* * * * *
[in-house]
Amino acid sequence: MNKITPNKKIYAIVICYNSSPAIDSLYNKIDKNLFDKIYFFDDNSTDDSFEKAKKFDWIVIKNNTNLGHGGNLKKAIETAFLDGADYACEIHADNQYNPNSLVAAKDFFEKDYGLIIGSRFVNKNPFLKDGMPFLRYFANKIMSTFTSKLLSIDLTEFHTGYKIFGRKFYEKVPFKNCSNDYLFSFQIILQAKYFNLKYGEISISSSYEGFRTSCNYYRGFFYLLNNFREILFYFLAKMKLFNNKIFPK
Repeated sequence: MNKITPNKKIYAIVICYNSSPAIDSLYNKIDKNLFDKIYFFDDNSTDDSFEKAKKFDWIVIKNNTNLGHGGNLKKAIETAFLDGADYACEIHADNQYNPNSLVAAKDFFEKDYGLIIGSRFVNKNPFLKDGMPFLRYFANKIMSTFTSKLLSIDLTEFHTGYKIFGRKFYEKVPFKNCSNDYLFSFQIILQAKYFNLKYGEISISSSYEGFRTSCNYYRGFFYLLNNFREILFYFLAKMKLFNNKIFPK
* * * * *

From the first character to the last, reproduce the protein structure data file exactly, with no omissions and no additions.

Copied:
[in-house]
Amino acid sequence: MNKITPNKKIYAIVICYNSSPAIDSLYNKIDKNLFDKIYFFDDNSTDDSFEKAKKFDWIVIKNNTNLGHGGNLKKAIETAFLDGADYACEIHADNQYNPNSLVAAKDFFEKDYGLIIGSRFVNKNPFLKDGMPFLRYFANKIMSTFTSKLLSIDLTEFHTGYKIFGRKFYEKVPFKNCSNDYLFSFQIILQAKYFNLKYGEISISSSYEGFRTSCNYYRGFFYLLNNFREILFYFLAKMKLFNNKIFPK
Repeated sequence: MNKITPNKKIYAIVICYNSSPAIDSLYNKIDKNLFDKIYFFDDNSTDDSFEKAKKFDWIVIKNNTNLGHGGNLKKAIETAFLDGADYACEIHADNQYNPNSLVAAKDFFEKDYGLIIGSRFVNKNPFLKDGMPFLRYFANKIMSTFTSKLLSIDLTEFHTGYKIFGRKFYEKVPFKNCSNDYLFSFQIILQAKYFNLKYGEISISSSYEGFRTSCNYYRGFFYLLNNFREILFYFLAKMKLFNNKIFPK